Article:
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A Sea Change In The Economy

Bill Wetzell
William Wetzel
Professor of Management Emeritus
Whittemore School of Business and Economics
Director Emeritus
Center for Venture Research University of New Hampshire
Durham, NH

America runs on entrepreneurship and early stage capital. As a nation we have evolved from the heavy industrial asset based economy of the past to a knowledge intensive, entrepreneurial, innovation based economy of the present.

In 1979, the Fortune 500 payroll for heavy industry was at its peak with 16 million jobs. Since that time, this segment has declined and millions of new jobs have been created by high growth entrepreneurial companies. In 1982, the son of John Paul Getty was on the cover of the Forbes special issue on the 400 wealthiest Americans. Inside, 60 percent of the wealth was represented by families like his whose money had been generated by the great industrial giants. In 1997, Bill Gates was on the cover as America's most wealthy individual and 80 percent of the Forbes 400 were like him first generation mega millionaires.

This change in the underlying structure of our economy has significant implications for capital markets. It is increasingly important to have access to and availability of high risk, early stage financing because only a few hundred institutions and venture capital firms invest each year in the nation's new companies, and most investing is in later stage financing for companies that have already made it through the start up phase. On the floor of the NYSE more money changes hands before noon on the first trading day of a new year than VC's invest in an entire year.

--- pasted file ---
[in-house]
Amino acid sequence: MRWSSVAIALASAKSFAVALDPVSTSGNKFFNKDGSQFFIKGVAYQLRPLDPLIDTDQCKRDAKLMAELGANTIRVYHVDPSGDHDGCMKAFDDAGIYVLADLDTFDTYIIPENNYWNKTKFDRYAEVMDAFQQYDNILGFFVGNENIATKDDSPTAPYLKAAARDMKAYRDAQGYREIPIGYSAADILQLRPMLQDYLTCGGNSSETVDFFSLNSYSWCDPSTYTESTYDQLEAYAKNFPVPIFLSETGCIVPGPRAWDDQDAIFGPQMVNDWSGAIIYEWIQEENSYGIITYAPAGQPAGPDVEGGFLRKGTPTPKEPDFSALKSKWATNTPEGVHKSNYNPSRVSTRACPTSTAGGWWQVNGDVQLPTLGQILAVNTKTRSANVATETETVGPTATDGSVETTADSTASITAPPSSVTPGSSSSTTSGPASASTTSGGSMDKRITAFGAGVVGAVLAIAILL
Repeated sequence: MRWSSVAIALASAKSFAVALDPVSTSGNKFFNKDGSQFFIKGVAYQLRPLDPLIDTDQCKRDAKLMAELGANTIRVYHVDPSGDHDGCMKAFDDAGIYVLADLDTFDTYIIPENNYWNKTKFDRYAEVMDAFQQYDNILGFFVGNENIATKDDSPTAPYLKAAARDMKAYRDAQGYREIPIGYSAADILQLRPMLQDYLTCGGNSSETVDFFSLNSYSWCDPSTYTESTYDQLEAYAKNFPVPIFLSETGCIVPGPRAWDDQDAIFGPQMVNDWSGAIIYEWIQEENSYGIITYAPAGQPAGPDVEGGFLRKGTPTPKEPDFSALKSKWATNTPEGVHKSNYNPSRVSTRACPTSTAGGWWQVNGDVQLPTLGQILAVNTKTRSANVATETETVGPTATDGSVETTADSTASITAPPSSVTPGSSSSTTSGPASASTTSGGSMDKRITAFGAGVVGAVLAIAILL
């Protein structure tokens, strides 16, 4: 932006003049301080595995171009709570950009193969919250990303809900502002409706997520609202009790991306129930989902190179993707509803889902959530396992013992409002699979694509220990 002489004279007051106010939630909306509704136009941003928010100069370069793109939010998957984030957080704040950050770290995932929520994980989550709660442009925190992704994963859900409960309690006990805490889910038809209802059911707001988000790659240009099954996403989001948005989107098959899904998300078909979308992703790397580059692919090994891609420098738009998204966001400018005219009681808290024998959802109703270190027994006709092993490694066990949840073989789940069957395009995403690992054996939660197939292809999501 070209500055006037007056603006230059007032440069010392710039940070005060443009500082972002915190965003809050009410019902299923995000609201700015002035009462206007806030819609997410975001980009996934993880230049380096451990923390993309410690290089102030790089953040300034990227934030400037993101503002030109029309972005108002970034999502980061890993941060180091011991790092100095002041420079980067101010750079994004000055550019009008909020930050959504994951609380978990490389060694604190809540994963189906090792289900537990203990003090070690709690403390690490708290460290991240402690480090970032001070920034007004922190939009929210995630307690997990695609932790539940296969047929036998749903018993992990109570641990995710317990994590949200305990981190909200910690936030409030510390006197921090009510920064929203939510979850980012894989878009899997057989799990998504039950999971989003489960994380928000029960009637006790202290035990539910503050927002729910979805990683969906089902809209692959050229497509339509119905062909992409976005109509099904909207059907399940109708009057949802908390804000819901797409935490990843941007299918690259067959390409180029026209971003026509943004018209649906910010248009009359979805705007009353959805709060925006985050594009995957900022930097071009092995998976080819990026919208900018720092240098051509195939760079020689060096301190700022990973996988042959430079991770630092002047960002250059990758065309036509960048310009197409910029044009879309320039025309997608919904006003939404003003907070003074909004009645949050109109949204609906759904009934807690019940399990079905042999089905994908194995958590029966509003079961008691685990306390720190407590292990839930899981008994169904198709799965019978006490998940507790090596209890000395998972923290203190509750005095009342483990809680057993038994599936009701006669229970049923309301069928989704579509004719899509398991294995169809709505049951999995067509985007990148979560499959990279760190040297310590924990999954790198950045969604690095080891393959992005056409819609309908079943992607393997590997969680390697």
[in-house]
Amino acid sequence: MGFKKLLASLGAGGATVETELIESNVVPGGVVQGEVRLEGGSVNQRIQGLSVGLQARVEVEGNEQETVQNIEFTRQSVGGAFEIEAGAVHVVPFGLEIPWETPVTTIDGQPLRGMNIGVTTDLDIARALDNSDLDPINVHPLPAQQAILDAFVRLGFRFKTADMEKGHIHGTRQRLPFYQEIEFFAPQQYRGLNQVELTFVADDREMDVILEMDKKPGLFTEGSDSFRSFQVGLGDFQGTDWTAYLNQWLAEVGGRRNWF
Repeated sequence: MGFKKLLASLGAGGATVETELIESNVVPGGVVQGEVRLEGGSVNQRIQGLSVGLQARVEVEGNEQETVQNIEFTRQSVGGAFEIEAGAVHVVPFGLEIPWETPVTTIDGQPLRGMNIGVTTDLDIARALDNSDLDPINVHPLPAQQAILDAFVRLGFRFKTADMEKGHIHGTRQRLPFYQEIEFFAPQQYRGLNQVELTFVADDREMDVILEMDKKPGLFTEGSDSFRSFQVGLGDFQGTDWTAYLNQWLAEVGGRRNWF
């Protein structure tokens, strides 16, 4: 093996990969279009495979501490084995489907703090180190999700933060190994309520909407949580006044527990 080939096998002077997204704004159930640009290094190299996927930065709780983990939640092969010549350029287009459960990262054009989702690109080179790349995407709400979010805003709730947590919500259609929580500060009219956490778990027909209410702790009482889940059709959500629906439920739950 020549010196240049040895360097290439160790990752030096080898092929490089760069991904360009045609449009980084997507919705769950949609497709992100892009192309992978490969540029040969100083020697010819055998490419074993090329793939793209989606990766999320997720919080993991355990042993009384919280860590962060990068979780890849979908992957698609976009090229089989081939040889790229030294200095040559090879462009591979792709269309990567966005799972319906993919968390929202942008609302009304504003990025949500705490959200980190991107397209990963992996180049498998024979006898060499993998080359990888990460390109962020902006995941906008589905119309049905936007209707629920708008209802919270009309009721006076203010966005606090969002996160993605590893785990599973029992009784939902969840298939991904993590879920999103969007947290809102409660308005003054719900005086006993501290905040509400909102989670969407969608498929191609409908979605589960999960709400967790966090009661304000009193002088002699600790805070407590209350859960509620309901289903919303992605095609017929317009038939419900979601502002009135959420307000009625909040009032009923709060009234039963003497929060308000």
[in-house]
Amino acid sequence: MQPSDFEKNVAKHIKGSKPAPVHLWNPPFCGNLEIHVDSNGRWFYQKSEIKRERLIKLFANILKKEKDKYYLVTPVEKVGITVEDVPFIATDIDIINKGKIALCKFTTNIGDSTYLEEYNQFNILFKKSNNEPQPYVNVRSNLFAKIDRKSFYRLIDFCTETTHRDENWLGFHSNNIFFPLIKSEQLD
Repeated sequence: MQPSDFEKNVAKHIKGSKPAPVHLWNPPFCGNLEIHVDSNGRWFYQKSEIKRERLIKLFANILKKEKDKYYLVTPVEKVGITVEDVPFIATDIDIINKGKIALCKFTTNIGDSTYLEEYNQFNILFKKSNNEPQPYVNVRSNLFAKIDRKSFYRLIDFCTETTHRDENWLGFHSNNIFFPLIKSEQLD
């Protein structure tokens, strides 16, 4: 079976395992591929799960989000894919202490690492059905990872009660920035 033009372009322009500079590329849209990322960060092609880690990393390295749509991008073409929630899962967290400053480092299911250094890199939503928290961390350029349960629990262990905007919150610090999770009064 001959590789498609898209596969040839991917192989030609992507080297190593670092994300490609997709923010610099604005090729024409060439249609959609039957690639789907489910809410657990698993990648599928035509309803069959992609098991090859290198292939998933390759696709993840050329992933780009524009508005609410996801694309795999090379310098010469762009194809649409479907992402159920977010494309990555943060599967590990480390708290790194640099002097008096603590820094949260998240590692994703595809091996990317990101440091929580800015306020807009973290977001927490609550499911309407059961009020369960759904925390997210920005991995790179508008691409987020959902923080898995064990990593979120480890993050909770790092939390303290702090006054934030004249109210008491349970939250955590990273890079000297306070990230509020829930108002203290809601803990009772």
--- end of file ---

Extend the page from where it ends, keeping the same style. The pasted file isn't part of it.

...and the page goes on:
Private, individual investors or angels invest approximately the same amount each year in 10 times the number of startup companies. They are the primary source of first round private equity financing for the companies that may become the Fortune 500's of tomorrow.

Successful early stage investors, especially those investing in startups, invest in areas they know something about. They are better able to evaluate the merits and the risks. They are value-added investors. Most entrepreneurs come from technical or marketing backgrounds. Investments require solid business management experience, so successful early stage investors contribute expertise, knowledge and their valuable lessons-learned to mentor and direct the growth of new companies. They, and our entrepreneurs, are why America has the world's most prolific economy.

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